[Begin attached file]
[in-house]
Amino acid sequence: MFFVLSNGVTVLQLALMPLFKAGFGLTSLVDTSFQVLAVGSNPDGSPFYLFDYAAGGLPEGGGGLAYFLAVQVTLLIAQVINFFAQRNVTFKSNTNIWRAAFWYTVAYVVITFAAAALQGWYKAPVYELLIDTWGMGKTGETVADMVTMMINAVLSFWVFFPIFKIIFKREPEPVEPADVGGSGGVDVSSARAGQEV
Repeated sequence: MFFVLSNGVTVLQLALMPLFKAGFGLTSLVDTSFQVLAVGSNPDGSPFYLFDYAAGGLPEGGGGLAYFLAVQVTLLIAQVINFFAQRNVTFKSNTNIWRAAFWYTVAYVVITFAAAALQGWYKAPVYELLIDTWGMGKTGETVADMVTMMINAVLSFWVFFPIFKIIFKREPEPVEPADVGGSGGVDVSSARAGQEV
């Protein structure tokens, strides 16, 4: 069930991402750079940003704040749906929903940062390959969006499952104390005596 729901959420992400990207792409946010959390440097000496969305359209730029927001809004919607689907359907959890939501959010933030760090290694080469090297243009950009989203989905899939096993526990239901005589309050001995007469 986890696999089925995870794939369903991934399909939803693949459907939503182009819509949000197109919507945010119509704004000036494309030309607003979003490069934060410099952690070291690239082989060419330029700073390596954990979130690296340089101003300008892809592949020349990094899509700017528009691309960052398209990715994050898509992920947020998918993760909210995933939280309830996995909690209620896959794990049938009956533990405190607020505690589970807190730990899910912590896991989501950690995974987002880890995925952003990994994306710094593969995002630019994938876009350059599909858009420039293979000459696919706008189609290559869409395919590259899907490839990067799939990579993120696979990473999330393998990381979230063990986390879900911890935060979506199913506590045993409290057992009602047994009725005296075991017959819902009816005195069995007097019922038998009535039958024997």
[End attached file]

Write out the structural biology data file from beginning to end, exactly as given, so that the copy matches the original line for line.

[in-house]
Amino acid sequence: MFFVLSNGVTVLQLALMPLFKAGFGLTSLVDTSFQVLAVGSNPDGSPFYLFDYAAGGLPEGGGGLAYFLAVQVTLLIAQVINFFAQRNVTFKSNTNIWRAAFWYTVAYVVITFAAAALQGWYKAPVYELLIDTWGMGKTGETVADMVTMMINAVLSFWVFFPIFKIIFKREPEPVEPADVGGSGGVDVSSARAGQEV
Repeated sequence: MFFVLSNGVTVLQLALMPLFKAGFGLTSLVDTSFQVLAVGSNPDGSPFYLFDYAAGGLPEGGGGLAYFLAVQVTLLIAQVINFFAQRNVTFKSNTNIWRAAFWYTVAYVVITFAAAALQGWYKAPVYELLIDTWGMGKTGETVADMVTMMINAVLSFWVFFPIFKIIFKREPEPVEPADVGGSGGVDVSSARAGQEV
């Protein structure tokens, strides 16, 4: 069930991402750079940003704040749906929903940062390959969006499952104390005596 729901959420992400990207792409946010959390440097000496969305359209730029927001809004919607689907359907959890939501959010933030760090290694080469090297243009950009989203989905899939096993526990239901005589309050001995007469 986890696999089925995870794939369903991934399909939803693949459907939503182009819509949000197109919507945010119509704004000036494309030309607003979003490069934060410099952690070291690239082989060419330029700073390596954990979130690296340089101003300008892809592949020349990094899509700017528009691309960052398209990715994050898509992920947020998918993760909210995933939280309830996995909690209620896959794990049938009956533990405190607020505690589970807190730990899910912590896991989501950690995974987002880890995925952003990994994306710094593969995002630019994938876009350059599909858009420039293979000459696919706008189609290559869409395919590259899907490839990067799939990579993120696979990473999330393998990381979230063990986390879900911890935060979506199913506590045993409290057992009602047994009725005296075991017959819902009816005195069995007097019922038998009535039958024997």